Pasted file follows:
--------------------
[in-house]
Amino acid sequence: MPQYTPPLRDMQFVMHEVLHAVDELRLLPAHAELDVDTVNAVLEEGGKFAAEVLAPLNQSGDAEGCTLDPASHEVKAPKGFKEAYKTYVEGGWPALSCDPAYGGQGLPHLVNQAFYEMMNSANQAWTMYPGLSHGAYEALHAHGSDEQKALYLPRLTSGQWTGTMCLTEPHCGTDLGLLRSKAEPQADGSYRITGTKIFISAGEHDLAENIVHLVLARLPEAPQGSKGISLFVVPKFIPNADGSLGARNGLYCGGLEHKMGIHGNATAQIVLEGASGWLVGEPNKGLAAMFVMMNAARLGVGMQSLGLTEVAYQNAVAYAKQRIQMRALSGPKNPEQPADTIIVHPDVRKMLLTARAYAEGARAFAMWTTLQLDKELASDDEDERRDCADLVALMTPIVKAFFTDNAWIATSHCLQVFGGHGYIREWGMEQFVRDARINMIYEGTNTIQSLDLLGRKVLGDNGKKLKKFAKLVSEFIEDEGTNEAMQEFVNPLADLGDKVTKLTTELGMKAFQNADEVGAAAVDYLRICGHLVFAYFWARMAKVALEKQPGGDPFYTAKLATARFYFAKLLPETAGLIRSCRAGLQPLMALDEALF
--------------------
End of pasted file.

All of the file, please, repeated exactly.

[in-house]
Amino acid sequence: MPQYTPPLRDMQFVMHEVLHAVDELRLLPAHAELDVDTVNAVLEEGGKFAAEVLAPLNQSGDAEGCTLDPASHEVKAPKGFKEAYKTYVEGGWPALSCDPAYGGQGLPHLVNQAFYEMMNSANQAWTMYPGLSHGAYEALHAHGSDEQKALYLPRLTSGQWTGTMCLTEPHCGTDLGLLRSKAEPQADGSYRITGTKIFISAGEHDLAENIVHLVLARLPEAPQGSKGISLFVVPKFIPNADGSLGARNGLYCGGLEHKMGIHGNATAQIVLEGASGWLVGEPNKGLAAMFVMMNAARLGVGMQSLGLTEVAYQNAVAYAKQRIQMRALSGPKNPEQPADTIIVHPDVRKMLLTARAYAEGARAFAMWTTLQLDKELASDDEDERRDCADLVALMTPIVKAFFTDNAWIATSHCLQVFGGHGYIREWGMEQFVRDARINMIYEGTNTIQSLDLLGRKVLGDNGKKLKKFAKLVSEFIEDEGTNEAMQEFVNPLADLGDKVTKLTTELGMKAFQNADEVGAAAVDYLRICGHLVFAYFWARMAKVALEKQPGGDPFYTAKLATARFYFAKLLPETAGLIRSCRAGLQPLMALDEALF